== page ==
Super easy and super fun experiment.
The test tube can be substituted with a small transparent glass.
- Iron nail
- Test tube or a small transparent cup
- Sand the nail with the sand paper.
- Pour some vinegar into the test tube (or the cup).
- Soak the nail in the vinegar and watch it carefully
What’s going on here?
The tiny bubble you just saw on the nail are hydrogen bubbles. They are formed by a chemical reaction called redox reaction, which is part of the field of electrochemistry. Redox is short for REDuction-OXidation. In our experiment, the acid (vinegar) oxidizes the iron in the nail while being reduced by the iron to hydrogen gas.
Where is the fuel?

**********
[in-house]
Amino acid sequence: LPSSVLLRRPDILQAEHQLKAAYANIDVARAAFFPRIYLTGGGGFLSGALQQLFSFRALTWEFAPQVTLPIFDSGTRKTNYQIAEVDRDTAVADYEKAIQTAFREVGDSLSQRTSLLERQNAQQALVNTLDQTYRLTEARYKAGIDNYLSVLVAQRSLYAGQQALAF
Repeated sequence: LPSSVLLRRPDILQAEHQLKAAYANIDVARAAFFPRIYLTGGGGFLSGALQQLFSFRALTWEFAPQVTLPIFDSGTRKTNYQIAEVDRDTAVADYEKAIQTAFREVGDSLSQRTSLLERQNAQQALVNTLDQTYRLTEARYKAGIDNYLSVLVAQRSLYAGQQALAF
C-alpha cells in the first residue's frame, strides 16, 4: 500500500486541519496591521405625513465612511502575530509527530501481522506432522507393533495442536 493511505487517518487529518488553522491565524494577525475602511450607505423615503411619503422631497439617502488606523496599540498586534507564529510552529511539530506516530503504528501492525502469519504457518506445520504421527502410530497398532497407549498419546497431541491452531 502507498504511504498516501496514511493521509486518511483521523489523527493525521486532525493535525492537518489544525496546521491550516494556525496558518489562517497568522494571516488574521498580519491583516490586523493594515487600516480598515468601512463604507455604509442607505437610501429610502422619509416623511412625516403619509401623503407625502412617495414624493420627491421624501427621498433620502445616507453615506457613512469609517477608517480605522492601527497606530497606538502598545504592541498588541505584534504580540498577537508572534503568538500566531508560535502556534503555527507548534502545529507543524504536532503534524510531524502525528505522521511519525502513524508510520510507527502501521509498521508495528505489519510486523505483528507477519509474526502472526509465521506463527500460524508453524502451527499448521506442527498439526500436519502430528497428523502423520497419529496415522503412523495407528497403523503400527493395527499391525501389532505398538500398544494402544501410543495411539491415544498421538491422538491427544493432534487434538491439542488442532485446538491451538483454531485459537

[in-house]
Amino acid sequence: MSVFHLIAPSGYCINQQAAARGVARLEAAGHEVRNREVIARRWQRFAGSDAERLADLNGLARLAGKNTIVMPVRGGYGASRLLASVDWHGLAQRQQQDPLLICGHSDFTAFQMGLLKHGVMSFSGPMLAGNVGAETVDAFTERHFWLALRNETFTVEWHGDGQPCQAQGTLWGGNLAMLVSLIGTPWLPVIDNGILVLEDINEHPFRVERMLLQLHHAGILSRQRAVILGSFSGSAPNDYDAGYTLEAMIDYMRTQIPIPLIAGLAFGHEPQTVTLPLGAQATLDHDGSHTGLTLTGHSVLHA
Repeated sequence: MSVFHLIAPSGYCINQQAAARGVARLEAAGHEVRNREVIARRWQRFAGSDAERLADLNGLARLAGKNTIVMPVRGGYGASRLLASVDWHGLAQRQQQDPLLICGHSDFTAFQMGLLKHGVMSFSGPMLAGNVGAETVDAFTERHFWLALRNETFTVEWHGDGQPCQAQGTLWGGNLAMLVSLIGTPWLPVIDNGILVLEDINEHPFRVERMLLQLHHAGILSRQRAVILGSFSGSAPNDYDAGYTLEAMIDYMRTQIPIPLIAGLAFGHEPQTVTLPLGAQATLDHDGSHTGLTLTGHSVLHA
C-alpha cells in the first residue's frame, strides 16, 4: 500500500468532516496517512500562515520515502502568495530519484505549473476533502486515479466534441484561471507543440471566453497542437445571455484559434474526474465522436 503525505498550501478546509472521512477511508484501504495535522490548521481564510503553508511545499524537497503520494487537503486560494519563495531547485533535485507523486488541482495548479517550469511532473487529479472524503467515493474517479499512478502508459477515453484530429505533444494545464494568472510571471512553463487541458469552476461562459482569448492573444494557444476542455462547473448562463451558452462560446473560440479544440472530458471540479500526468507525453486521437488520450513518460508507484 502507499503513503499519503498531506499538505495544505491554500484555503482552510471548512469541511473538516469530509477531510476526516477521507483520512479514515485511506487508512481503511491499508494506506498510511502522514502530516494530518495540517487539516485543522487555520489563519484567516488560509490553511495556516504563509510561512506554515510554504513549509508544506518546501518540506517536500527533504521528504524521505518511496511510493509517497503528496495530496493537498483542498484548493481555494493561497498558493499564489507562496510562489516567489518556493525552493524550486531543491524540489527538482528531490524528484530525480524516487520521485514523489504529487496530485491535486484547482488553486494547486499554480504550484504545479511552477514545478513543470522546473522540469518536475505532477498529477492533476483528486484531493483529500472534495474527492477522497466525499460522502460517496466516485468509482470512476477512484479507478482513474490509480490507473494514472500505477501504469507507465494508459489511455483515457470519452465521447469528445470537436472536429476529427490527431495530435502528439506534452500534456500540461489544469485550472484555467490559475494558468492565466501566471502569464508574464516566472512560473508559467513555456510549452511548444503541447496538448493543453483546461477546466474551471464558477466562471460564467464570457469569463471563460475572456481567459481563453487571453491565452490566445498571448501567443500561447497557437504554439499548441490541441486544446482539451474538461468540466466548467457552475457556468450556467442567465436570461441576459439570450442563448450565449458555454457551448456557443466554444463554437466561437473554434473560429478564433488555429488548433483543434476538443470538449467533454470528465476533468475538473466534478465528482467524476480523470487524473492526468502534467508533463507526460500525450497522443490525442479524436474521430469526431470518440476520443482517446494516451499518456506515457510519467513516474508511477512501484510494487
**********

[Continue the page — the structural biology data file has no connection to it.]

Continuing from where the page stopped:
The hydrogen is the fuel! Hydrogen is commonly used in fuel cells, a device in which a redox reaction between oxygen and hydrogen produces energy and water. The reaction does not produce greenhouse gasses making hydrogen fuel cells a green technology. Also, fuel cell engines are more efficient than traditional gasoline engines making the technology extremely attractive to transportation industries. Fuel cell engines are under development in cars and airplanes and already being implemented in busses, bikes and boats.
Keep on experimenting:
Soak a magnesium ribbon in the vinegar. Could you produce more hydrogen?
Try other kinds of metals. Can you still produce hydrogen? Share your results with us!